a Horizon
 
  Point (a)=screen coords (0,0)
 Ground  x increases horizontally
  y increases downwards
 
Imagine the viewpoint is at a position (p,q,r) where (p,q) are the (u,v)
map coordinates and r is the altitude. Now, for each horizontal (constant v)
line of map from v=q+100 (say) down to v=q, do this:
1. Calculate the y coordinate of map coord (p,v,0) (perspective transform)
you:> Horizontal view
:
r :
:
:
P Ground
......................... (qv)
q v
You have to find where the line between P and you intersects with the
screen (vertical, just in front of 'you'). This is the perspective transform:
y=r/(qv).
2. Calculate scale factor f which is how many screen pixels high a mountain of constant height would be if at distance v from q. Therefore, f is small for map coords far away (v>>q) and gets bigger as v comes down towards q.
So, f is a number such that if you multiply a height from the map by f, you get the number of pixels on the screen high that height would be. For example, take a spot height of 250 on the map. If this was very close, it could occupy 500 pixels on the screen (before clipping)>f=2.
3. Work out the map u coord corresponding to (0,y). v is constant along each line.
4. Starting at the calculated (u,v), traverse the screen, incrementing the x coordinate and adding on a constant, c, to u such that (u+c,v) are the map coords corresponding to the screen coords (1,y). You then have 256 map coords along a line of constant v. Get the height, w, at each map coord and draw a spot at (x,yw*f) for all x.
I.e. the further away the scan line is, the more to the "left" u will start, and the larger c will be (possibly skipping some u columns if c > 1); the closer the scan line, the lesser u will start on the "left", and c will be smaller.
Sorry, but that probably doesn't make much sense. Here's an example:
Imagine sometime in the middle of drawing the frame, everything behind a point (say v=q+50) will have been drawn:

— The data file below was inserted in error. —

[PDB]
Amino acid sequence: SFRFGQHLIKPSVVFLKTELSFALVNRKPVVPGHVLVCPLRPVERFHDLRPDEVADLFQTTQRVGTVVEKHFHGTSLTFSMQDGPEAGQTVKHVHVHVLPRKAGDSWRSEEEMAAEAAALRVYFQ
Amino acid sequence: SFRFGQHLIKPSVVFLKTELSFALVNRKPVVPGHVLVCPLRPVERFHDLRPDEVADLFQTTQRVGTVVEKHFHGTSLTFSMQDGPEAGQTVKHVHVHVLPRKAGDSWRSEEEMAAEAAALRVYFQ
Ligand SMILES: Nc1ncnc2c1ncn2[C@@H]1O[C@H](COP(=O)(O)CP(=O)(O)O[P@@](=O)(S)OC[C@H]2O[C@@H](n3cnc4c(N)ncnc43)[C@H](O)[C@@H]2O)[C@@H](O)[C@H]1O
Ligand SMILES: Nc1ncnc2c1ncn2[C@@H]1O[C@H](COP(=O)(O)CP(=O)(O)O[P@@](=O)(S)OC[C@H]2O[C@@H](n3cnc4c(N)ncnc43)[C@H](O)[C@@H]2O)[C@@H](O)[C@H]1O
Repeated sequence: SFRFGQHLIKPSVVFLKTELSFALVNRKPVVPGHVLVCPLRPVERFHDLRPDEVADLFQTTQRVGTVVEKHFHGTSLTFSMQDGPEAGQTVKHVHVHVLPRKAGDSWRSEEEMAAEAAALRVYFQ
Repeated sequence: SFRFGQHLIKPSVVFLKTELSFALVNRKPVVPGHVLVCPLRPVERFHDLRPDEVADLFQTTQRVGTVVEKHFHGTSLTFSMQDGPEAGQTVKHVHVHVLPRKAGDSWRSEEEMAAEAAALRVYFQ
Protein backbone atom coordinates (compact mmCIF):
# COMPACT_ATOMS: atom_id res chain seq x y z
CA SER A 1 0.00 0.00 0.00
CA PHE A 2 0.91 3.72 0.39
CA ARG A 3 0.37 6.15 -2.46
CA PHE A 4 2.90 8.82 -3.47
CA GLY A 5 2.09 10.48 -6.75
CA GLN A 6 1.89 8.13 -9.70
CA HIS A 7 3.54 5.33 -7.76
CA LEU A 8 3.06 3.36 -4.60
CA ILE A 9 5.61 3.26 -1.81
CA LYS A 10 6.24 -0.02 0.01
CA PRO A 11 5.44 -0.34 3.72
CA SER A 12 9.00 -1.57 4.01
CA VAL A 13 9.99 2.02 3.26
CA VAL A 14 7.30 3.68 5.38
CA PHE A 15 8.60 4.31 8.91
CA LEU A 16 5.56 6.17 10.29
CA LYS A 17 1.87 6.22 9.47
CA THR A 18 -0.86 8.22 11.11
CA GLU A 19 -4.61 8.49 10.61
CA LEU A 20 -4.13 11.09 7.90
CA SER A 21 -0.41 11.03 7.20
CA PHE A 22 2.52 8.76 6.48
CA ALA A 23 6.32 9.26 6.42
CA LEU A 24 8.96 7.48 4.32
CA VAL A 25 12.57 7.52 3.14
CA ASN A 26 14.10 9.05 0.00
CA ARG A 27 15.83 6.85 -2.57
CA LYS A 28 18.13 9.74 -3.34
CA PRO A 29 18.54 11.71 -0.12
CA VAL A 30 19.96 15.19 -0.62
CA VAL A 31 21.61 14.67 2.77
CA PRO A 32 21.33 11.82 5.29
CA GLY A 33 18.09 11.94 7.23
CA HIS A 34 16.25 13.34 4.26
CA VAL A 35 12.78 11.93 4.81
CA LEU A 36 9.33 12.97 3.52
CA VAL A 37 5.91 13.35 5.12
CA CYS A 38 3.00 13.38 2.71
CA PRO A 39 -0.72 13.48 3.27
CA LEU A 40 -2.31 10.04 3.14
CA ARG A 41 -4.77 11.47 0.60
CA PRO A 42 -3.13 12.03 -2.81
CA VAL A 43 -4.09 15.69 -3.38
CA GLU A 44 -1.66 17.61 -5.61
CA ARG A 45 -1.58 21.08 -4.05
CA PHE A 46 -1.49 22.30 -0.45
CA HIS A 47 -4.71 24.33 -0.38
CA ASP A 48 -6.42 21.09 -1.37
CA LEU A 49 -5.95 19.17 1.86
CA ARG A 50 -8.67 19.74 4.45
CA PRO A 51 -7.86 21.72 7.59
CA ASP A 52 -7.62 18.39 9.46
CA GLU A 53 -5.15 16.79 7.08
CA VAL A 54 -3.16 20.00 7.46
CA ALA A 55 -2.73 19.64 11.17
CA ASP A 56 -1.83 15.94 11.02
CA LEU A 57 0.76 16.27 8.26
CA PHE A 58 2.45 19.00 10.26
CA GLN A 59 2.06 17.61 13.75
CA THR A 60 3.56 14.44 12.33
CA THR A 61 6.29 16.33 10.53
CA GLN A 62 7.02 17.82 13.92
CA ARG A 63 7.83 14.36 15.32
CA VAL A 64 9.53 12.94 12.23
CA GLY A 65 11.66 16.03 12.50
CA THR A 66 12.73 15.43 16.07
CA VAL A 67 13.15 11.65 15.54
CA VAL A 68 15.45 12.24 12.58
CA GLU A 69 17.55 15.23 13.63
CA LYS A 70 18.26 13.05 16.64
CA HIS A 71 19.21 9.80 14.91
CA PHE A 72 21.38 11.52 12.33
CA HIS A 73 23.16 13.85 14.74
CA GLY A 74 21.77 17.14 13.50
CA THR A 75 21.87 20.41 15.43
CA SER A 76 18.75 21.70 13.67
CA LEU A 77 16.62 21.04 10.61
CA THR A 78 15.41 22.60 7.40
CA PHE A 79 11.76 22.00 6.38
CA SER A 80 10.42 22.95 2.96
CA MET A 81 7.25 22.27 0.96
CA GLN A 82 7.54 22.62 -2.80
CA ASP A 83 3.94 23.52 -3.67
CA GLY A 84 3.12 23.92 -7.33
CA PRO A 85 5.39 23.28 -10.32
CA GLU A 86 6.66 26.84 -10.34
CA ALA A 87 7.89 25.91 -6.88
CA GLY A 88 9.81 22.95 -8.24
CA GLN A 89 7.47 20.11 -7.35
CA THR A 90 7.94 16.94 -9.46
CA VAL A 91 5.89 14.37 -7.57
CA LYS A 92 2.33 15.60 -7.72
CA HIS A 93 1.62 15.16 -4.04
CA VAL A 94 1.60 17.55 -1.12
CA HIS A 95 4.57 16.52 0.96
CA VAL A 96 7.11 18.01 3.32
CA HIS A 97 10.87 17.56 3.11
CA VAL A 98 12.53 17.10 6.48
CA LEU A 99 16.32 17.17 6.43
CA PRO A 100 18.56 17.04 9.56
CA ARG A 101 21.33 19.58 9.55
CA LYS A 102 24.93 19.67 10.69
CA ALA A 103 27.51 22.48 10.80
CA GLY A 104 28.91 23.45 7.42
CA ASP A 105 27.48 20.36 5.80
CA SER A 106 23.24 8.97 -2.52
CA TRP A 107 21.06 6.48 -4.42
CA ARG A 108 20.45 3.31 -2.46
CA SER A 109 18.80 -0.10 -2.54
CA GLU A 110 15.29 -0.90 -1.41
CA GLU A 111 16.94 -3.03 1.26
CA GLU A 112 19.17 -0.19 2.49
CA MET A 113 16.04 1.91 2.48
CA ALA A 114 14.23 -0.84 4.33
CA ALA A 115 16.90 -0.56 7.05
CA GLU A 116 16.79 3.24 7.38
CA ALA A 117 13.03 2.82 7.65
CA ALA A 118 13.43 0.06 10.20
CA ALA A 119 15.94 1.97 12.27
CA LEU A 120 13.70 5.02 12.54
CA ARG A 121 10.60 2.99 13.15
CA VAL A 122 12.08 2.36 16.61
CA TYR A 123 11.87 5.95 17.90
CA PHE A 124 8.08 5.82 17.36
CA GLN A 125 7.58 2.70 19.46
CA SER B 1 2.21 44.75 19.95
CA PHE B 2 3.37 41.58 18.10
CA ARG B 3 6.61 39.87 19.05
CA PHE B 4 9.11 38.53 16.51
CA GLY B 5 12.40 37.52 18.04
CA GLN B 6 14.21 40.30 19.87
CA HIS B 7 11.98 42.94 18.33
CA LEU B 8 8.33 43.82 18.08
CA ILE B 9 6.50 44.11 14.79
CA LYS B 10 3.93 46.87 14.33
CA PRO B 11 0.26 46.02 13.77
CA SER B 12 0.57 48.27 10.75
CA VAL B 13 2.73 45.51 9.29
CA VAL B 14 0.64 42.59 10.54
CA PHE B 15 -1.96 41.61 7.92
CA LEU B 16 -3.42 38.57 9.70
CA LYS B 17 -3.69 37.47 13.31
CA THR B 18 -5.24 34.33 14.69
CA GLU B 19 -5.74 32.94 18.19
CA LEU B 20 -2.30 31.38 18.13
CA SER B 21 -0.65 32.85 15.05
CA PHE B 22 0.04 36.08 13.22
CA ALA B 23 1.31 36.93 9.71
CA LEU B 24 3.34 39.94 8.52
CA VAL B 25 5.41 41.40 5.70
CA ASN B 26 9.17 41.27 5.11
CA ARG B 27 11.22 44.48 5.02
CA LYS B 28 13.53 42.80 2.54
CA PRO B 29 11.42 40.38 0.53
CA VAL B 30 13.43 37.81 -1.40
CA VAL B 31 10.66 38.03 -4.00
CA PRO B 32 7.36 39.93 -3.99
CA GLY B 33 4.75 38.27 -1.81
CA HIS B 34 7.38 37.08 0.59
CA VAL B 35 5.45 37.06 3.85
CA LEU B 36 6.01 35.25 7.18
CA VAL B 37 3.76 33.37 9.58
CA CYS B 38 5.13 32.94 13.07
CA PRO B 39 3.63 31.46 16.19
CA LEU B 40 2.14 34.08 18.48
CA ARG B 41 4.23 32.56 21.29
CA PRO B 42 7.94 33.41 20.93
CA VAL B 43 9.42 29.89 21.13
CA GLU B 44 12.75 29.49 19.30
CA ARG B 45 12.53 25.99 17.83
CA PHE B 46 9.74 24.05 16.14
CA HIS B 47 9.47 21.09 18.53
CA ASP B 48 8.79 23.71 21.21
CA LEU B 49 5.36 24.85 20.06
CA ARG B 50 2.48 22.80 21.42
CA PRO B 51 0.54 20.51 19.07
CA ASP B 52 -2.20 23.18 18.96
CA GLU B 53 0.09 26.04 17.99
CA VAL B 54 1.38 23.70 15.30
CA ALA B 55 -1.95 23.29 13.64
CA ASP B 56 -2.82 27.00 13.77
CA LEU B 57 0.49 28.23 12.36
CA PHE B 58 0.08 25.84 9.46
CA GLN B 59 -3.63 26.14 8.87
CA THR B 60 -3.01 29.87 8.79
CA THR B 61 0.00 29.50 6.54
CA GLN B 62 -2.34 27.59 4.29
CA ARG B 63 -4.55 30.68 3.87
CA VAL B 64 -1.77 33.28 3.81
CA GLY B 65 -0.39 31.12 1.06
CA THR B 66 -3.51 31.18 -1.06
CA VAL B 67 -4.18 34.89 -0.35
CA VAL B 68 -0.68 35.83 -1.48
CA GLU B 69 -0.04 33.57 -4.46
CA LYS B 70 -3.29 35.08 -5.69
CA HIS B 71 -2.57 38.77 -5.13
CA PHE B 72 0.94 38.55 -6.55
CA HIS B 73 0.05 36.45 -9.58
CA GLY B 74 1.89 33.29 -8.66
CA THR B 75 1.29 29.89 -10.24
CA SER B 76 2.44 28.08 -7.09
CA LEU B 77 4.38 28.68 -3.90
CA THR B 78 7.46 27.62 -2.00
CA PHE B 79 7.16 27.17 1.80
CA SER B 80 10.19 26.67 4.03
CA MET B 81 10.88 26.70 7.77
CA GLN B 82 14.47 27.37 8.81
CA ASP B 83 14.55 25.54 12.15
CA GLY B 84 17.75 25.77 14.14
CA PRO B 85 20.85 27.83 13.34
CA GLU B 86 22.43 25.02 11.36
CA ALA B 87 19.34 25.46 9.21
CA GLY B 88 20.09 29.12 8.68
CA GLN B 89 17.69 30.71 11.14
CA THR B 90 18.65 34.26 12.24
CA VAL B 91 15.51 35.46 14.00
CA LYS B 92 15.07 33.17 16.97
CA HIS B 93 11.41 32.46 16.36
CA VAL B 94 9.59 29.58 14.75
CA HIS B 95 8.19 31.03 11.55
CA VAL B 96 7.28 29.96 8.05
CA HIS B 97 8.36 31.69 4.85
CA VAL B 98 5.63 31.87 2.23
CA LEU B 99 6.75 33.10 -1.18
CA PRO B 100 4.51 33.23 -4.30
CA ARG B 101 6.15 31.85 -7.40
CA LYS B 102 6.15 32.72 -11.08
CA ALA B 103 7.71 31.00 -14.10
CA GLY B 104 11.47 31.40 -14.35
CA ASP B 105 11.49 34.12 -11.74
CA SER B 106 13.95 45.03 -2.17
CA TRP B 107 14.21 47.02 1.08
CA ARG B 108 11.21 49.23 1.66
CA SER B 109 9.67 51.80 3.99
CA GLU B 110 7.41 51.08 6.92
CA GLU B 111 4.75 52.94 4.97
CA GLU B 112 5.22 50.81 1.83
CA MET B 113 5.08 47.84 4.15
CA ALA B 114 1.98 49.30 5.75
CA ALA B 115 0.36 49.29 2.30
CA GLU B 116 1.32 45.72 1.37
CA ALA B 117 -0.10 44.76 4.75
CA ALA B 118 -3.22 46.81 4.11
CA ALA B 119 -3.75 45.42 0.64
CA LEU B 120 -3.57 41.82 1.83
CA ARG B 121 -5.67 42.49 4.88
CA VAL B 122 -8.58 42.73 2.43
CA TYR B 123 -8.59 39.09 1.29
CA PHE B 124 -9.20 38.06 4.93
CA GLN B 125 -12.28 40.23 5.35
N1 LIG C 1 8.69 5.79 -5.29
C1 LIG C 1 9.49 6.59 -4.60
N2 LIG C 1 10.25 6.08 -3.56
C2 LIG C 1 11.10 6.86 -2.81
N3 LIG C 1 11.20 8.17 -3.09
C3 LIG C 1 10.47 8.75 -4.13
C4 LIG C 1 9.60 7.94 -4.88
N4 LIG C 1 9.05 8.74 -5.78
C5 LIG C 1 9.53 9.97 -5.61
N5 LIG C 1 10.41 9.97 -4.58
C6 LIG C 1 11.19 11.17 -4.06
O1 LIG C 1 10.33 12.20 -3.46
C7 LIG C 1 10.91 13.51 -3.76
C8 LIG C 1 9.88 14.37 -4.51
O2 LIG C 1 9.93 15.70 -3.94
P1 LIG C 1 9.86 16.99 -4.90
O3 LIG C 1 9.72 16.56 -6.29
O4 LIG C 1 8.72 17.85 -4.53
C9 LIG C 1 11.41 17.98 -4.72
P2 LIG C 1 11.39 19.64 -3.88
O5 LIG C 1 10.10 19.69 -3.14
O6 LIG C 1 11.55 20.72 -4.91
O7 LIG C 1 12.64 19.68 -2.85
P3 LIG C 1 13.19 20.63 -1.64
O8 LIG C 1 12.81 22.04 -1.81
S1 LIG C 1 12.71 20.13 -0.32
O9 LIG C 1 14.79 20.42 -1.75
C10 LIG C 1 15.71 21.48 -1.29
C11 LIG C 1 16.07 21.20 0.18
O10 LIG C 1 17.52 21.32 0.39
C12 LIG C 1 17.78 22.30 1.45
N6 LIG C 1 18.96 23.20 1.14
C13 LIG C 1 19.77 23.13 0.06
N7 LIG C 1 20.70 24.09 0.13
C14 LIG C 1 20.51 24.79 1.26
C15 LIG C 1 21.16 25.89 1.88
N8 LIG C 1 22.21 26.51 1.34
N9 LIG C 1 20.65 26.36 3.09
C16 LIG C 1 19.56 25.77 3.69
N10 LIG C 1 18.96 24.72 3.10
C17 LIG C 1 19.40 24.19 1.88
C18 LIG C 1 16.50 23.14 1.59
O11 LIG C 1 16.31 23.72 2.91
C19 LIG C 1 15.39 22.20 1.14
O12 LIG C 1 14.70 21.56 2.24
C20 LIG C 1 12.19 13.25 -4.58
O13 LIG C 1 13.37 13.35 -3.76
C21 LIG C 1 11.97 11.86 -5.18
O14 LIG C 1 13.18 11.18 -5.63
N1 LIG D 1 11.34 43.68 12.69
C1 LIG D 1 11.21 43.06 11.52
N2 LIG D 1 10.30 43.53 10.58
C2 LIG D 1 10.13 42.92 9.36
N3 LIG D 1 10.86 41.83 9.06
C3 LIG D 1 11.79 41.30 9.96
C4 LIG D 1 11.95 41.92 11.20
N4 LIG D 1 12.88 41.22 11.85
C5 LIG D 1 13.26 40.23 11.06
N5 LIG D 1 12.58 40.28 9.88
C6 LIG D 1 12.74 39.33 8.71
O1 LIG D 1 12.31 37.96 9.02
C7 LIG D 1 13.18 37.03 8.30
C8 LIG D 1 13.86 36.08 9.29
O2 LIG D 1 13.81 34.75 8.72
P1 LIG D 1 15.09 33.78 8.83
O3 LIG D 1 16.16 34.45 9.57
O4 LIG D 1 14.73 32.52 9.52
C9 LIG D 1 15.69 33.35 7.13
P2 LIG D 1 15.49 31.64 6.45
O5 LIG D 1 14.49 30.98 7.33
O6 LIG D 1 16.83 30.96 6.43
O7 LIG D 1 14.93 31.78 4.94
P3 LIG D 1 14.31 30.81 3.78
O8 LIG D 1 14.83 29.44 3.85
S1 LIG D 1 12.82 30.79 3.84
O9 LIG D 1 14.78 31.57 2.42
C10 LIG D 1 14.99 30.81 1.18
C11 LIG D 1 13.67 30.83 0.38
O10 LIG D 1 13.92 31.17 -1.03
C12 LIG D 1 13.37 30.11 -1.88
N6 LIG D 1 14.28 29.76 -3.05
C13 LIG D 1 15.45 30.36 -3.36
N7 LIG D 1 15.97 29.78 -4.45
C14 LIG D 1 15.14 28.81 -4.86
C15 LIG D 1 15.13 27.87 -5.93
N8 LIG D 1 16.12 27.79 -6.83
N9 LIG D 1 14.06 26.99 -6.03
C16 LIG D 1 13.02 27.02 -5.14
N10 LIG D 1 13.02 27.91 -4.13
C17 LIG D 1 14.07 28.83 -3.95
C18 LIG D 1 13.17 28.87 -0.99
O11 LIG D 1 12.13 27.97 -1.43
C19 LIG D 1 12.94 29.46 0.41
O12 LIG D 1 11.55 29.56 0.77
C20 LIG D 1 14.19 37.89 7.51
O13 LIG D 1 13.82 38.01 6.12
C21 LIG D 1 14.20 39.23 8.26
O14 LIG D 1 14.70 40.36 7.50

**** 
 *********  < A mountain halfdrawn.
**************
*************************
********* *********
****** ******
......................... < The row of dots is at screen coord y
  corresponding to an altitude of 0 for that
 particular distance v.
Now the screenscanning routine will get called for v=q+50. It draws in a point for every x corresponding to heights at map positions (u,v) where u goes from psomething to p+something, v constant. The routine would put points at these positions: (ignoring what was there before)
*** *** ******* ******* ......................... 
So, you can see that the screen gets drawn from the back, one vertical section after another. In fact, there's more to it than drawing one pixel at every x during the scan  you need to draw a vertical line between (x,y old) to (x,y new), so you have to have a buffer containing the y values for every x that were calculated in the previous pass. You interpolate along this line (Gouraud style) from the old colour to the new colour also, so you have to keep a buffer of the colours done in the last pass.
Only draw the vertical lines if they are visible (ie. going down,
y new>y old). The screen is drawn from the back so that objects can be drawn
inbetween drawing each vertical section at the appropriate time.
If you need further information or details, mail me or post here... Posting will allow others to benefit from your points and my replies, though.
_